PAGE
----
- Time base is the value used to convert the returned data to a standard unit (such as seconds). If the Time base is 100NS, use the property Frequency_Sys100NS in your calculations. If the time base is PerfFreq, use Frequency_PerfTime. Again, not all counters will have a time base.
So what does the formula 100*(1-(X1-X0)/(Y1-Y0)) translate to? Well, X is equal to our counter data (PercentProcessorTime). Y is equal to 100NsTime, which means we'll use the property TimeStamp_Sys100NS. And although the time base is 100Ns. It's not used in the formula, so we'll just ignore it. Thus:
100 * (1 - (PercentProcessorTime No. 2 - PercentProcessorTime No. 1) _ / (TimeStamp_Sys100NS No. 2 - TimeStamp_Sys100NS No. 1))
A little crazy, but it works.
**Confession **Yes, we purposely chose a performance counter that isn't one of the six main types. However, based on what you've already learned, you should be able to figure out the formula for PERF_100NSEC_TIMER_INV, meaning you've now mastered seven of the available counter types.
So is there a better way to get at this information? Let's hope so. Here's one suggestion. The following is a script that retrieves the names of all the Win32_PerfRawData counter classes, and then echoes the name of each individual property (each performance counter) and its counter type. And just to be nice, the script echoes the name of the counter type (such as PERF_100NSEC_TIMER_INV) rather than the decimal value, making it much easier for you to look up the relevant information.
strComputer = "." strNamespace = "root\cimv2" Set objWMIService = GetObject("winmgmts:\\" & strComputer & "\root\cimv2") For Each objclass2 in objWMIService.SubclassesOf() If Left(objClass2.Path_.Class,13) = "Win32_PerfRaw" Then strClass = objClass2.Path_.Class Set objClass = GetObject("winmgmts:\\" & strComputer & _ "\" & strNameSpace & ":" & strClass) For Each objClassProperty In objClass.Properties_ strType = "" strFormula = "" For Each objClassQualifier In objClassProperty.Qualifiers_ If objClassQualifier.Name = "countertype" Then Select Case objClassQualifier.Value Case 0 strType = "PERF_COUNTER_RAWCOUNT_HEX" Case 1073874176 strType = "PERF_AVERAGE_BULK" Case 1073939457 strType = "PERF_SAMPLE_BASE" Case 1073939458 strType = "PERF_AVERAGE_BASE" Case 1073939459 strType = "PERF_RAW_BASE" Case 1073939712 strType = "PERF_LARGE_RAW_BASE" Case 1107494144 strType = "PER_COUNTER_MULTI_BASE" Case 256 strType = "PERF_COUNTER_LARGE_RAWCOUNT_HEX" Case 272696320 strType = "PERF_COUNTER_COUNTER" Case 272696576 strType = "PERF_COUNTER_BULK_COUNT" Case 2816 strType = "PERF_COUNTER_TEXT" Case 591463680 strType = "PERF_COUNTER_MULTI_TIMER_INV" Case 4195238 strType = "PERF_COUNTER_DELTA" Case 4195584 strType = "PERF_COUNTER_LARGE_DELTA" Case 4260864 strType = "PERF_SAMPLE_COUNTER" Case 4523008 strType = "PERF_COUNTER_QUELEN_TYPE" Case 537003008 strType = "PERF_RAW_FRACTION" Case 541525248 strType = "PERF_PRECISION_SYSTEM_TIMER" Case 558957824 strType = "PERF_100NSEC_TIMER_INV" Case 542180608 strType = "PERF_100NSEC_TIMER" Case 542573824 strType = "PERF_PRECISION_100NS_TIMER" Case 543229184 strType = "PERF_OBJ_TIME_TIMER" Case 549585920 strType = "PERF_SAMPLE_FRACTION" Case 4523264 strType = "PERF_COUNTER_LARGE_QUELEN_TYPE" Case 5571840 strType = "PERF_COUNTER_100NS_QUELEN_TYPE" Case 541132032 strType = "PERF_COUNTER_TIMER" Case 574686464 strType = "PERF_COUNTER_MULTI_TIMER" Case 575735040 strType = "PERF_100NSEC_MULTI_TIMER" Case 592512256 strType = "PERF_100NSEC_MULTI_TIMER_INV" Case 65536 strType = "PERF_COUNTER_RAWCOUNT" Case 65792 strType = "PERF_COUNTER_LARGE_RAWCOUNT" Case 6620416 strType = "PERF_COUNTER_OBJ_TIME_QUELEN_TYPE" Case 805438464 strType = "PERF_AVERAGE_TIMER" Case 807666944 strType = "PERF_ELAPSED_TIME" Case 557909248 strType = "PERF_COUNTER_TIMER_INV" Case Else strType = "Counter type could not be determined." End Select End If Next WScript.Echo strClass & "." & objClassProperty.Name & "," & strType Next End If Next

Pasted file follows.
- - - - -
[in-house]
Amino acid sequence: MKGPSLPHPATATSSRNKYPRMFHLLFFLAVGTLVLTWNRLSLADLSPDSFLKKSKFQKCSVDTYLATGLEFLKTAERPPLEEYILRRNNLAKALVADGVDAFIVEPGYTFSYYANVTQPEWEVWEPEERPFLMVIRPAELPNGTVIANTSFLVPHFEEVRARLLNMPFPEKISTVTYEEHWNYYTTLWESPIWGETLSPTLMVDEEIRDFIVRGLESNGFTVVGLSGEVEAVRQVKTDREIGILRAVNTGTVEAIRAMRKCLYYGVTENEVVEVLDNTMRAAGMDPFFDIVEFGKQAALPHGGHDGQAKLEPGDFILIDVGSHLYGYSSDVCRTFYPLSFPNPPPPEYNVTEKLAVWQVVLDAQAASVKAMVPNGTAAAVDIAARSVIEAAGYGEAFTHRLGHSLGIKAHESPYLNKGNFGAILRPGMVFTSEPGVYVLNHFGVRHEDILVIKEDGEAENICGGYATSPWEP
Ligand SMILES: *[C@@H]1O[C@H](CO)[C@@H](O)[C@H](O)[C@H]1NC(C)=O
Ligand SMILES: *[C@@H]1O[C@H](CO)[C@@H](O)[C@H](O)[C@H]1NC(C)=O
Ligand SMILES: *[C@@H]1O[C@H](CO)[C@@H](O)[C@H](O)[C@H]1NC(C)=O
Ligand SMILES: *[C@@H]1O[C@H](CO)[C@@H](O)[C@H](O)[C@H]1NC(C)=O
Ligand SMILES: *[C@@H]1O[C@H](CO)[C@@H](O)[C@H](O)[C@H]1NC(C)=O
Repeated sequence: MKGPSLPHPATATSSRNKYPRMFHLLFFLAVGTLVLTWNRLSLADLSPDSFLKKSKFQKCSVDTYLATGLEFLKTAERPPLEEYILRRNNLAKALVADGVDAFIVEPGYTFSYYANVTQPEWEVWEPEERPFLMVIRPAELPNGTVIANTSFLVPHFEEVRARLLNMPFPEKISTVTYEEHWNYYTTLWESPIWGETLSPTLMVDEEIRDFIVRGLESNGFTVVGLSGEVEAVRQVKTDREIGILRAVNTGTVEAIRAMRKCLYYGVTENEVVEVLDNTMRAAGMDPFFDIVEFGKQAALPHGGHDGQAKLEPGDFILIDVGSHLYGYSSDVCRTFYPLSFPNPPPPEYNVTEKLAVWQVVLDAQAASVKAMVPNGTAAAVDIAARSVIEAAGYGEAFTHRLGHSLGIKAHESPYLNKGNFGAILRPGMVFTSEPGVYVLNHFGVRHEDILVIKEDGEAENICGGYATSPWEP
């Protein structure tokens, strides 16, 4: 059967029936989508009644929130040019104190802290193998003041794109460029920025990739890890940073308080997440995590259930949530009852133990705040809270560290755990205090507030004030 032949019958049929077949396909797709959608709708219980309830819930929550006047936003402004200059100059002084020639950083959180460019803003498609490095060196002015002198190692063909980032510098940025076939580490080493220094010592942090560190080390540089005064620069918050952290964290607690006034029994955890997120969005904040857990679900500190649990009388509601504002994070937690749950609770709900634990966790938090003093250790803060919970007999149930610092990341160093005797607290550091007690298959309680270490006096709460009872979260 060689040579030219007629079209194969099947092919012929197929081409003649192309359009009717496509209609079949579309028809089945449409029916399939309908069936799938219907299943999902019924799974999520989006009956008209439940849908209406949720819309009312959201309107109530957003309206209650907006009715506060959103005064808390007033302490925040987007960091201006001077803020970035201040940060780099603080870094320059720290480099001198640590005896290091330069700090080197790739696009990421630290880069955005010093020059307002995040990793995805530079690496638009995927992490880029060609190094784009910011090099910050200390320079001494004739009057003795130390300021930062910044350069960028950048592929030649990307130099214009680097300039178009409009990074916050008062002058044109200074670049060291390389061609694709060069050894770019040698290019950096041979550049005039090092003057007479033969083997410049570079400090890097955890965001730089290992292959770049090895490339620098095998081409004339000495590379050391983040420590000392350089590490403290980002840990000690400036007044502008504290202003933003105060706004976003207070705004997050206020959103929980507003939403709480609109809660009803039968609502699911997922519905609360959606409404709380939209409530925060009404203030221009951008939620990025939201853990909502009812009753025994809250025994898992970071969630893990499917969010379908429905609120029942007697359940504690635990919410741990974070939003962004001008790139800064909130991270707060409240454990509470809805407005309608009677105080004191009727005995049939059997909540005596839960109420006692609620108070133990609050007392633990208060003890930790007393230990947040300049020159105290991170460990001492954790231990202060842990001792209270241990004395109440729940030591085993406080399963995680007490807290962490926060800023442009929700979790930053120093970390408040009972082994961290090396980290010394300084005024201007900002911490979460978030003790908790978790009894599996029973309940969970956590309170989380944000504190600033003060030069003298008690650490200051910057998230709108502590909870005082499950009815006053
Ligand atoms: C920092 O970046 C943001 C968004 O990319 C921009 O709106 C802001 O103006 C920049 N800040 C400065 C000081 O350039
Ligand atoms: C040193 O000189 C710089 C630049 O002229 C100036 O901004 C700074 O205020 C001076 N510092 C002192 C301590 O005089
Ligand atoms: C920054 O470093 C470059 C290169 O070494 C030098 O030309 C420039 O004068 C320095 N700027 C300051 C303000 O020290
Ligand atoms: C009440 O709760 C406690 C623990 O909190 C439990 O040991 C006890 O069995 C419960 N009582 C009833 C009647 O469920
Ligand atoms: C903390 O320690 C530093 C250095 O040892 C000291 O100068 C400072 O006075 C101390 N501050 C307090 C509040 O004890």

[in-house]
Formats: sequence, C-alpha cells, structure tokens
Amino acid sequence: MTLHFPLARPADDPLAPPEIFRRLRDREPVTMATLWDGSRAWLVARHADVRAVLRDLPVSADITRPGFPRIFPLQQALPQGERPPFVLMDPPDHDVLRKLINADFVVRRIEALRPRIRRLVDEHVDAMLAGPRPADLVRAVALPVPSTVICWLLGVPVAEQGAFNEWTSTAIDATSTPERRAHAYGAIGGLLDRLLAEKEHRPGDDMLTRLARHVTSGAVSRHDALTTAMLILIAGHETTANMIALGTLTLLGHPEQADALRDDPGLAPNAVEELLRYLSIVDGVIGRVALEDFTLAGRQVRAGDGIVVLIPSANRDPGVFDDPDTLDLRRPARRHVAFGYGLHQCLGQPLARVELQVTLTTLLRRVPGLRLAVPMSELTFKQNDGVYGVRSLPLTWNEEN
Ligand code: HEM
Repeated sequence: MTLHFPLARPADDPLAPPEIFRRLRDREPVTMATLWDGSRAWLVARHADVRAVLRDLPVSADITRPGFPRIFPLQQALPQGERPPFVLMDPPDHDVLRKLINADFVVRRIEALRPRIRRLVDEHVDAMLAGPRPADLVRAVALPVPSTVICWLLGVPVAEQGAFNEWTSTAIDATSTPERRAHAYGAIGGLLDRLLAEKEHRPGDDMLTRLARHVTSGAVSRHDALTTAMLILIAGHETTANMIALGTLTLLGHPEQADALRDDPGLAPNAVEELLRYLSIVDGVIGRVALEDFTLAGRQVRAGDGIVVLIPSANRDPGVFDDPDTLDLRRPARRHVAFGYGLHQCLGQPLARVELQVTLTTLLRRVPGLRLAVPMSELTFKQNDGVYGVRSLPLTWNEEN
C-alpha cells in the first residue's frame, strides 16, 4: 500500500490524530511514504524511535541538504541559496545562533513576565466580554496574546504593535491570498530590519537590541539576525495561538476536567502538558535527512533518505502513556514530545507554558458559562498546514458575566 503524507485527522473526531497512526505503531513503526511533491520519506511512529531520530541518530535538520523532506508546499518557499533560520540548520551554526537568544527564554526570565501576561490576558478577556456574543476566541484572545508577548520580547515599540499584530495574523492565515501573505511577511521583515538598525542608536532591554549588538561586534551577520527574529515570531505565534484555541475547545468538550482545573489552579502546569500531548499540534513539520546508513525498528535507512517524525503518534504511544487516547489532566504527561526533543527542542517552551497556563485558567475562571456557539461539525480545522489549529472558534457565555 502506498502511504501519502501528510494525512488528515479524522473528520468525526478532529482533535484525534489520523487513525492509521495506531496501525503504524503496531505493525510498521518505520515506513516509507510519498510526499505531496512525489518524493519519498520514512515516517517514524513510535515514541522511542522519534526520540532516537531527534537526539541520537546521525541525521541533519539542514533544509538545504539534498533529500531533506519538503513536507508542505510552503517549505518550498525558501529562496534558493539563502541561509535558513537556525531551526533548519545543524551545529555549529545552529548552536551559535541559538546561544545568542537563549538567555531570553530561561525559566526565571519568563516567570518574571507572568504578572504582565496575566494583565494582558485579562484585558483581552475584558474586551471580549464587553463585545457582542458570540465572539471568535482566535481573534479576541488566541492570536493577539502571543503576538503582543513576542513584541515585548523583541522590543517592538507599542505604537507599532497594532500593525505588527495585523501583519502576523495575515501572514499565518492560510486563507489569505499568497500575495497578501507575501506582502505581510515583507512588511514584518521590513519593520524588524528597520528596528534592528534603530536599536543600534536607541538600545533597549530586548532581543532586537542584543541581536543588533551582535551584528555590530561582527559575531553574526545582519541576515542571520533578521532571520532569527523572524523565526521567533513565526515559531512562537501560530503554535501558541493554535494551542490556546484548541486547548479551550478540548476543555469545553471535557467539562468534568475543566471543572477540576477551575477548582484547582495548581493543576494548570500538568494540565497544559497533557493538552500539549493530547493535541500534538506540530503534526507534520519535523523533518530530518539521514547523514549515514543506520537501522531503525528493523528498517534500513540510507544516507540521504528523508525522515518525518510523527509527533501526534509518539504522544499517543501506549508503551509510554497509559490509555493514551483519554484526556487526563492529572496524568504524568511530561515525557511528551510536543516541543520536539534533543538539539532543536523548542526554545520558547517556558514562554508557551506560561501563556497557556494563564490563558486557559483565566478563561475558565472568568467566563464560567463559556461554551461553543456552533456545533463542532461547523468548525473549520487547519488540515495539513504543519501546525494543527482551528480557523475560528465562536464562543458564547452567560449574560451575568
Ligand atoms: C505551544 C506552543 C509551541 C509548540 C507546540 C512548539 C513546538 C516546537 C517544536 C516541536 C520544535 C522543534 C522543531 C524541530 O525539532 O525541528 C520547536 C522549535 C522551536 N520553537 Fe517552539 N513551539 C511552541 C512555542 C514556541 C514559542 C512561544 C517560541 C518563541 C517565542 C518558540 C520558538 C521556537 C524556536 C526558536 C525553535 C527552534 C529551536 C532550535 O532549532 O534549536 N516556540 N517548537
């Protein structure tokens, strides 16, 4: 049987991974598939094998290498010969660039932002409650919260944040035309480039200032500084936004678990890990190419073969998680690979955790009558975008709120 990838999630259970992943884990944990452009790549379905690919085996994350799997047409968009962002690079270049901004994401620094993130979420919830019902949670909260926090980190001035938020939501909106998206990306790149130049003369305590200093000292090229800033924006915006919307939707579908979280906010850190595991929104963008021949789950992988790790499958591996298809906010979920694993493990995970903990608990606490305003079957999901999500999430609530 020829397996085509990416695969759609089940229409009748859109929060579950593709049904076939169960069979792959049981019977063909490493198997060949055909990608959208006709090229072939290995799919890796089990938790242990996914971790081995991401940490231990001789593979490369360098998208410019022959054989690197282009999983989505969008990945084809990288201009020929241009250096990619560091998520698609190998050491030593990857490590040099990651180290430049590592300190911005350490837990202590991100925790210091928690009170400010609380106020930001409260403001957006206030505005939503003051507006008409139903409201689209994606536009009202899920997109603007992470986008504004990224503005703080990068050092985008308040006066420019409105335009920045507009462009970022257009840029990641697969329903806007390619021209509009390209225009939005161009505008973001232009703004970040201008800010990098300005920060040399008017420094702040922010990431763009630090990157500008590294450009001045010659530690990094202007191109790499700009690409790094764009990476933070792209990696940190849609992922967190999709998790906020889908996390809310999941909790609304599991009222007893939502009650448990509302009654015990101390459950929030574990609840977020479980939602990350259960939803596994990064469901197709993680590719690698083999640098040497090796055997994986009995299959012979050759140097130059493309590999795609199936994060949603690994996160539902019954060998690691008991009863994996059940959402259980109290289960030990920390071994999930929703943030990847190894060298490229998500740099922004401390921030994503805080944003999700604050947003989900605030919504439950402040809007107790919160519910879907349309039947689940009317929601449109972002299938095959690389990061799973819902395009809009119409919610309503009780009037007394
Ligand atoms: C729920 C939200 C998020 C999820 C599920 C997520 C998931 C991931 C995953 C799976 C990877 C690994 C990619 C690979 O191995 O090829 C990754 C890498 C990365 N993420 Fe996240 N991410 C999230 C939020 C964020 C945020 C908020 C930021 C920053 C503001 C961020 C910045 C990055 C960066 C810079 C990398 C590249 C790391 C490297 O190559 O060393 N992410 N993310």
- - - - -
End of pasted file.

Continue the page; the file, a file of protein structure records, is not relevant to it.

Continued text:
Of course, it would really be nice to have a script that not only echoed the counter type, but also echoed the formula, the property used to determine the time base, and maybe even showed how you could use the counter type in a script. Well, such a script would be a bit too long for this column, but have no fear. Instead, keep your eyes on the TechNet Script Center, and watch for the Performomatic 2000. That should do everything you could ever want in such a script ... and maybe even a little bit more.
Have questions or comments about either this column or about the possibility of creating a superhuman super being? Send them to firstname.lastname@example.org.
Greg Stemp has long been acknowledged as one of the country's foremost authorities on scripting, and has been widely acclaimed as a world-class... huh? Well, how come they let football coaches make up stuff on their resumes? Really? He got fired? Oh, all right. Greg Stemp works at... Oh, come on now, can't I even say that? Fine. Greg Stemp gets paid by Microsoft, where he tenuously holds the title of lead writer for the System Administration Scripting Guide.